If you're one of those folks like my brother K-Jan who doesn't want to see a single shred of information on the latest, and maybe last of the Star Wars double-trilogy, then don't read any further. I'm not going to reveal anything you couldn't find a million other places online, but I'm not going to tiptoe around the details either. Fair warning, right?
Driving home from the theatre late yesterday afternoon, I tried to figure out what I was going to say about the movie, but I never did get it straight in my head. I'm still not sure what I'm going to say, so I'm just going to start typing, and see what comes. (It's not like you're paying for this content, so pipe down.)
First of all, I'm not
going to make fun of the movie
. Star Wars is what it is. If you go into it looking for world-class acting, or snappy dialogue, you're setting yourself up for a disappointment. It's high-tech fantasy, science fiction in its purest form. Having said that, Natalie Portman, Ewan McGregor, and yes, even Hayden Christensen did a remarkably good job with typically awful Lucas dialogue. In fact, my hat is off to McGregor - I watched A New Hope with my son last night after getting back from Episode III, and he is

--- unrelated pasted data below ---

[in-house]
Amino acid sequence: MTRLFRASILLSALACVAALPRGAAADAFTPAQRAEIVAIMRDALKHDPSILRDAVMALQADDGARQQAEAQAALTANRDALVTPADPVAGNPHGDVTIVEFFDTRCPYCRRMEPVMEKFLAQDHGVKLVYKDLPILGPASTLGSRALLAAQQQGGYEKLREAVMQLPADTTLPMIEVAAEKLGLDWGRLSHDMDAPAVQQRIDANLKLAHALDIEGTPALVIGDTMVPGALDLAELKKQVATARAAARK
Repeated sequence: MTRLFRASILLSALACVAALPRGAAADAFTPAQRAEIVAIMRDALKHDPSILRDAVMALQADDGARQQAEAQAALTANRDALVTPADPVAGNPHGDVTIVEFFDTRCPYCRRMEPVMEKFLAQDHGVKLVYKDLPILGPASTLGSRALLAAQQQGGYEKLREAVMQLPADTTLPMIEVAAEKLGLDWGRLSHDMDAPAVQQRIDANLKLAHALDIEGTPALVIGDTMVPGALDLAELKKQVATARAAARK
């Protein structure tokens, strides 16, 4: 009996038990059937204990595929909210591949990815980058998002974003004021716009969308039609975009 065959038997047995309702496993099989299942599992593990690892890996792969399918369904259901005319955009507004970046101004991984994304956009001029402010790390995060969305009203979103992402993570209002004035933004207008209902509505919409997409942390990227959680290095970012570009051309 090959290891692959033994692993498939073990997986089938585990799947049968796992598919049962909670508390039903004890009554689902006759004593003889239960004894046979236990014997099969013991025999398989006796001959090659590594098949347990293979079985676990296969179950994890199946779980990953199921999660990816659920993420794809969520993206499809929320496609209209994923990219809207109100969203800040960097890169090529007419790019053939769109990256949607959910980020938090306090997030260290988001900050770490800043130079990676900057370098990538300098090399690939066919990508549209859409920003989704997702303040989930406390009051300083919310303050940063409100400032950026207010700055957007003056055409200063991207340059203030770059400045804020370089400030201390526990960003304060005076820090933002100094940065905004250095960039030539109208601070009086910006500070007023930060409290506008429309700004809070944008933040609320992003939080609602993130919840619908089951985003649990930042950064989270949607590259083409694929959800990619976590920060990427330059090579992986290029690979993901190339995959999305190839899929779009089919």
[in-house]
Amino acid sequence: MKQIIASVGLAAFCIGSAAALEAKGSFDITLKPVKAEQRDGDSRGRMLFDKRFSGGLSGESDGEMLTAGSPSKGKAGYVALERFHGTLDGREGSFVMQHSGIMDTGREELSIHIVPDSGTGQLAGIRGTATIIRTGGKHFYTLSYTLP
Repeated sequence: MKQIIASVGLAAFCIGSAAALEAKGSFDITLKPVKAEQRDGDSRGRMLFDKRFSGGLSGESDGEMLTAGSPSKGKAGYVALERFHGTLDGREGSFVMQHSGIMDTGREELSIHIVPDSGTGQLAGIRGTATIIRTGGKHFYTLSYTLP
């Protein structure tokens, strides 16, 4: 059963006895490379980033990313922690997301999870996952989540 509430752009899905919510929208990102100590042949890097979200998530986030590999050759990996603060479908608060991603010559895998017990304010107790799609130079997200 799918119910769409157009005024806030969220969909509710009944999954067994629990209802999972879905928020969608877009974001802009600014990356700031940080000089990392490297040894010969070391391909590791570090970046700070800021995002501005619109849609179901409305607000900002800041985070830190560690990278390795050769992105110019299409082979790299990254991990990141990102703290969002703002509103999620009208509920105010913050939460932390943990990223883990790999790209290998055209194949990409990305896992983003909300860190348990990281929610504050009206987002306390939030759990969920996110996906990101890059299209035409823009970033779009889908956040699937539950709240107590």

Obi-Wan, as much as Alec Guiness ever was. It's uncanny the continuity in that character between the two series, and I give McGregor full credit for that.
Second of all, I'm not going to try to place the series in some sort of grand cultural context
. Enough other people are doing that, or picking it apart from a literary point of view, or trying to put it into some sort of film-historical perspective.
Instead, I'm going to tell you what I liked, and what I didn't. More than that, I'm going to relate a little of how the movie made me feel, because in the end, that's why I watch movies - for the feelings they invoke in me.
The opening scene, a rescue of Chancellor Palpatine by Kenobi and Skywalker, was brilliant. Fantastic flight battle sequence, followed by a thrilling they-did-not